It was a historic match; Nakamura’s return to Japan and Muta’s final ever singles match.
Nakamura being welcomed to the ring by a drum and violin was a beautiful spectacle. The match itself left a little to be desired, but as a moment that filled a building with energetic fans and ramped up the excitement for the final straight of Muto’s retirement tour, it was wholly effective. It was never the aim to be a “work-rate” classic.
Shinsuke Nakamura kissing Great Muta to take away the Green Mist was an unbelievable moment. one that will be remembered by all.
On the other hand, it wasn’t all kisses. The fact that Muta vs Nakamura bumped the GHC Heavyweight Championship match off the main event spot was contentious. Kenoh certainly had some choice words for Keiji Muto, but Kenoh and Kiyomiya managed to steal the show in their sensational semi-main event spot.
Great Muta’s final match came at the end of January when he teamed with AEW’s Darby Allin and Sting against Naomichi Marufuji, Hakushi and AKIRA. It was a match fitting of WWE-sized spectacle, but instead of it being something like Bray Wyatt’s light-up Mountain Dew mess at the Royal Rumble, it was more meaningful and symbolic.
The appearance of Muta’s former mentor Great Kabuki made for a great team photo alongside Sting and Darby Allin, as if they were a football team celebrating a league title win. Technically the match wasn’t that impressive, but again it wasn’t there for that. It was the spectacle that you would expect from Great Muta’s final match, filled with Green Mist, supernatural visuals and an array of body paint.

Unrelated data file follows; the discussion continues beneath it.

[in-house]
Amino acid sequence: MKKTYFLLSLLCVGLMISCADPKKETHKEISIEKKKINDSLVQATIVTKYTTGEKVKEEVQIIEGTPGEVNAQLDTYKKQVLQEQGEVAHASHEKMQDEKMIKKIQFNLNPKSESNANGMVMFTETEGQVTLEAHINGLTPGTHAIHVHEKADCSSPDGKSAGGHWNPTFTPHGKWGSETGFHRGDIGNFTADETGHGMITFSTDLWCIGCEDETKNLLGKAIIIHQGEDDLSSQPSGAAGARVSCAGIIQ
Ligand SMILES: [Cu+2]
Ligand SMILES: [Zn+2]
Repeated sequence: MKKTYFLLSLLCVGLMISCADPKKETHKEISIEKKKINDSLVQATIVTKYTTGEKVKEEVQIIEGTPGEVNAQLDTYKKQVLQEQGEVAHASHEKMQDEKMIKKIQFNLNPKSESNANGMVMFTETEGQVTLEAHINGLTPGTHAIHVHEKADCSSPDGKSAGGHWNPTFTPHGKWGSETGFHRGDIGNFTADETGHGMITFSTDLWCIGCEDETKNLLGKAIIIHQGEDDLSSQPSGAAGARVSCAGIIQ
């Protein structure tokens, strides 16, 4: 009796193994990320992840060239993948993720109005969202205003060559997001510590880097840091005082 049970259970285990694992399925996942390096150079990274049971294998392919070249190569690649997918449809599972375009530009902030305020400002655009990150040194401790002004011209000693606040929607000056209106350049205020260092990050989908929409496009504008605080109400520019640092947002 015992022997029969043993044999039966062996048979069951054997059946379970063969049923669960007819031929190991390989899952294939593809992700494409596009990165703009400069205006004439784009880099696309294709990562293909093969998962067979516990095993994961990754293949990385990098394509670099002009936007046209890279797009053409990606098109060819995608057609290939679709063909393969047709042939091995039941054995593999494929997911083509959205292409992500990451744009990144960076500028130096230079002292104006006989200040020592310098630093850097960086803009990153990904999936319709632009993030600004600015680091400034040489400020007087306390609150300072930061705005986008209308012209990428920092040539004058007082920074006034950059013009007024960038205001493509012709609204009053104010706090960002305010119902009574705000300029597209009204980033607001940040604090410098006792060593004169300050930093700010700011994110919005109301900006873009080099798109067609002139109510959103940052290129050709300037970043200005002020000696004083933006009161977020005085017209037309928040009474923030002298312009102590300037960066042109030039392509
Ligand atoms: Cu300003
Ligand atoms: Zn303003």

Remember to thank Jon Moxley for that match.
Sandwiched in between the Great Muta’s final matches was a final NJPW appearance at Wrestle Kingdom 17 for Keiji Muto. The three-generational team of Muto, Hiroshi Tanahashi and Shota Umino showed off a great representation of the past, present and future against a strong L.I.J trio.
This was a beautiful match, culminating in Shota Umino getting the pinfall victory. A wise choice, shining a light on another young star during Muto’s retirement soirée. Naïvely, I thought this meant Umino would be the endgame of Muto’s tour; the long series of matches ending with a budding, future ‘Ace’ having his hand raised in the Tokyo Dome.
Muto had other ideas, challenging Tetsuya Naito at the end of NJPW and NOAH’s joint Wrestle Kingdom 17 at Yokohama Arena. A headline worthy bout, pitting a legend against one of Japan’s finest and most popular wrestlers; it’s a sure-fire way of filling the Tokyo Dome for Muto’s final match.
I would’ve liked to see Muto using his final act to elevate a young talent, but choosing Naito as his opponent may prove a wise move. Not only is Naito’s history deeply entwined with his personal affection for Keiji Muto, the Stardust Genius name not simply a coincidence, but Naito is a safe pair of hands. He is someone who can carry the bulk of the match against a man whose health is coming into question.
I don’t doubt that Tetsuya Naito and Keiji Muto will deliver a solid Tokyo Dome main event, one that will send Muto into retirement without issue. Though, I can’t help but believing that there are other wrestlers who would’ve gained much more from the spot.
That has been a recurring theme of Muto’s retirement tour. Yes, Kaito Kiyomiya got his win back, but Great O-Khan fell to the wayside and none of NOAH’s other young prospects benefited from the exiting icon. It has been a somewhat missed opportunity.
On balance, Muto’s retirement tour has been a success. It has sold out arenas, put NOAH in the limelight and elevated Kiyomiya. But it could’ve done more. To the very end Muto has assured his own legacy before promoting that of others. Though, that might just be how you become a pro wrestling legend.